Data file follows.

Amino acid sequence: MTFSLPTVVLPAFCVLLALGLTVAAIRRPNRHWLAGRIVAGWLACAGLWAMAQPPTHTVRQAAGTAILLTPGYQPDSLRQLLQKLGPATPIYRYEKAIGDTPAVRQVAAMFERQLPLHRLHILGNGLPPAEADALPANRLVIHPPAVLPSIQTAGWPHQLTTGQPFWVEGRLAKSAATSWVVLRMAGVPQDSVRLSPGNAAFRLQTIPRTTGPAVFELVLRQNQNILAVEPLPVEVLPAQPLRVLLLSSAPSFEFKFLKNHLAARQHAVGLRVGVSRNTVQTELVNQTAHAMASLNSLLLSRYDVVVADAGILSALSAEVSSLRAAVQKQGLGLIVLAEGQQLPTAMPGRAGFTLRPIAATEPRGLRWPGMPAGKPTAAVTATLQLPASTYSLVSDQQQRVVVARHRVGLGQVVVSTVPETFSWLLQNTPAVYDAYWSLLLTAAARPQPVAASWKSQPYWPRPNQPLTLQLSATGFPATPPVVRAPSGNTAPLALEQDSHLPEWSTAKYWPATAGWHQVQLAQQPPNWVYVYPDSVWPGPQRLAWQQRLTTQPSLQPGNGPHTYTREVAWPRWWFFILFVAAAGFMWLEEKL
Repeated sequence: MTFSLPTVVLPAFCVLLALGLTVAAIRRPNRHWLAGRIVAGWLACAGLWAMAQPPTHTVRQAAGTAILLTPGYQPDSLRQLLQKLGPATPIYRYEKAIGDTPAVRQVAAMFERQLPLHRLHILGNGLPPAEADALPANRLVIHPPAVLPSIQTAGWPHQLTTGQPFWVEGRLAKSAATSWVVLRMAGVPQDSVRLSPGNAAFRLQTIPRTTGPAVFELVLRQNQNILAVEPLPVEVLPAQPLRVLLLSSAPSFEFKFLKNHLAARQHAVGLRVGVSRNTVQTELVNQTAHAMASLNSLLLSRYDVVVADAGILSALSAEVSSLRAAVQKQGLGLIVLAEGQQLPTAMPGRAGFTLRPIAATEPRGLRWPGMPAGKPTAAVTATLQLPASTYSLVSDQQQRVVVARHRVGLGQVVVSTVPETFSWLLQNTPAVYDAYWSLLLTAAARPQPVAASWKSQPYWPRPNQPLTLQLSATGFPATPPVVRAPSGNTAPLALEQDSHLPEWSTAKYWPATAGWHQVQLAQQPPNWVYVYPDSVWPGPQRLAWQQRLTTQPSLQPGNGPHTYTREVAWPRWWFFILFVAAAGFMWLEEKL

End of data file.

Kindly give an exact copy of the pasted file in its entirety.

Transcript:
Amino acid sequence: MTFSLPTVVLPAFCVLLALGLTVAAIRRPNRHWLAGRIVAGWLACAGLWAMAQPPTHTVRQAAGTAILLTPGYQPDSLRQLLQKLGPATPIYRYEKAIGDTPAVRQVAAMFERQLPLHRLHILGNGLPPAEADALPANRLVIHPPAVLPSIQTAGWPHQLTTGQPFWVEGRLAKSAATSWVVLRMAGVPQDSVRLSPGNAAFRLQTIPRTTGPAVFELVLRQNQNILAVEPLPVEVLPAQPLRVLLLSSAPSFEFKFLKNHLAARQHAVGLRVGVSRNTVQTELVNQTAHAMASLNSLLLSRYDVVVADAGILSALSAEVSSLRAAVQKQGLGLIVLAEGQQLPTAMPGRAGFTLRPIAATEPRGLRWPGMPAGKPTAAVTATLQLPASTYSLVSDQQQRVVVARHRVGLGQVVVSTVPETFSWLLQNTPAVYDAYWSLLLTAAARPQPVAASWKSQPYWPRPNQPLTLQLSATGFPATPPVVRAPSGNTAPLALEQDSHLPEWSTAKYWPATAGWHQVQLAQQPPNWVYVYPDSVWPGPQRLAWQQRLTTQPSLQPGNGPHTYTREVAWPRWWFFILFVAAAGFMWLEEKL
Repeated sequence: MTFSLPTVVLPAFCVLLALGLTVAAIRRPNRHWLAGRIVAGWLACAGLWAMAQPPTHTVRQAAGTAILLTPGYQPDSLRQLLQKLGPATPIYRYEKAIGDTPAVRQVAAMFERQLPLHRLHILGNGLPPAEADALPANRLVIHPPAVLPSIQTAGWPHQLTTGQPFWVEGRLAKSAATSWVVLRMAGVPQDSVRLSPGNAAFRLQTIPRTTGPAVFELVLRQNQNILAVEPLPVEVLPAQPLRVLLLSSAPSFEFKFLKNHLAARQHAVGLRVGVSRNTVQTELVNQTAHAMASLNSLLLSRYDVVVADAGILSALSAEVSSLRAAVQKQGLGLIVLAEGQQLPTAMPGRAGFTLRPIAATEPRGLRWPGMPAGKPTAAVTATLQLPASTYSLVSDQQQRVVVARHRVGLGQVVVSTVPETFSWLLQNTPAVYDAYWSLLLTAAARPQPVAASWKSQPYWPRPNQPLTLQLSATGFPATPPVVRAPSGNTAPLALEQDSHLPEWSTAKYWPATAGWHQVQLAQQPPNWVYVYPDSVWPGPQRLAWQQRLTTQPSLQPGNGPHTYTREVAWPRWWFFILFVAAAGFMWLEEKL